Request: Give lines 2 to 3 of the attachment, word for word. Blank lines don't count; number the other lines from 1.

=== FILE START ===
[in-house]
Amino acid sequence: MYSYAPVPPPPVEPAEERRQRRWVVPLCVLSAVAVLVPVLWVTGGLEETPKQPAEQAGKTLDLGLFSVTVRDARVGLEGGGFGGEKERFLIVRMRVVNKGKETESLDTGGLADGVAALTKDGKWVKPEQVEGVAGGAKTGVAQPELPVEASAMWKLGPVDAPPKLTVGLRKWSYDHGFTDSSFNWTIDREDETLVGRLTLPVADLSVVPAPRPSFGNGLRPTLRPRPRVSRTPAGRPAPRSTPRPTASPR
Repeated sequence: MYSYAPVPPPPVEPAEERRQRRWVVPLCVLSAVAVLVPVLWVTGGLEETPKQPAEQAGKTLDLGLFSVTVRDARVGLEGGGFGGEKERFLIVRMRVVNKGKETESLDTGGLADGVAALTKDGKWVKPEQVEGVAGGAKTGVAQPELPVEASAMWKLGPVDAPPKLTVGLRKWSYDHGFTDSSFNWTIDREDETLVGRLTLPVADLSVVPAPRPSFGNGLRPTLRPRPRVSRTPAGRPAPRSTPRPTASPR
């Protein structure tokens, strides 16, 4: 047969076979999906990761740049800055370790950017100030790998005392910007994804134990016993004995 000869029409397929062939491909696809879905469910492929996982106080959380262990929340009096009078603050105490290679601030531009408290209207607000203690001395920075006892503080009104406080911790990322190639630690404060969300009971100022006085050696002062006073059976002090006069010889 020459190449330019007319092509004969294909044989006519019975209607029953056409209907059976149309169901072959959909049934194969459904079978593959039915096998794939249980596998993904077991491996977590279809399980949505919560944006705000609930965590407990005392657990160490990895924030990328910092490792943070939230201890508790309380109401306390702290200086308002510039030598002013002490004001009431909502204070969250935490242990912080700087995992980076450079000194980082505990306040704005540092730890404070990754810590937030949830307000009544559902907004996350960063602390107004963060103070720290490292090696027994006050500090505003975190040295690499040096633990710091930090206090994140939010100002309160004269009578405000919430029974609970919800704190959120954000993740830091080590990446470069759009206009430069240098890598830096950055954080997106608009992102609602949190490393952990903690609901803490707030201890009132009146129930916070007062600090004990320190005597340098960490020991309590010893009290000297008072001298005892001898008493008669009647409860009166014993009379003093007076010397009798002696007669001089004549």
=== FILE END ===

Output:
Amino acid sequence: MYSYAPVPPPPVEPAEERRQRRWVVPLCVLSAVAVLVPVLWVTGGLEETPKQPAEQAGKTLDLGLFSVTVRDARVGLEGGGFGGEKERFLIVRMRVVNKGKETESLDTGGLADGVAALTKDGKWVKPEQVEGVAGGAKTGVAQPELPVEASAMWKLGPVDAPPKLTVGLRKWSYDHGFTDSSFNWTIDREDETLVGRLTLPVADLSVVPAPRPSFGNGLRPTLRPRPRVSRTPAGRPAPRSTPRPTASPR
Repeated sequence: MYSYAPVPPPPVEPAEERRQRRWVVPLCVLSAVAVLVPVLWVTGGLEETPKQPAEQAGKTLDLGLFSVTVRDARVGLEGGGFGGEKERFLIVRMRVVNKGKETESLDTGGLADGVAALTKDGKWVKPEQVEGVAGGAKTGVAQPELPVEASAMWKLGPVDAPPKLTVGLRKWSYDHGFTDSSFNWTIDREDETLVGRLTLPVADLSVVPAPRPSFGNGLRPTLRPRPRVSRTPAGRPAPRSTPRPTASPR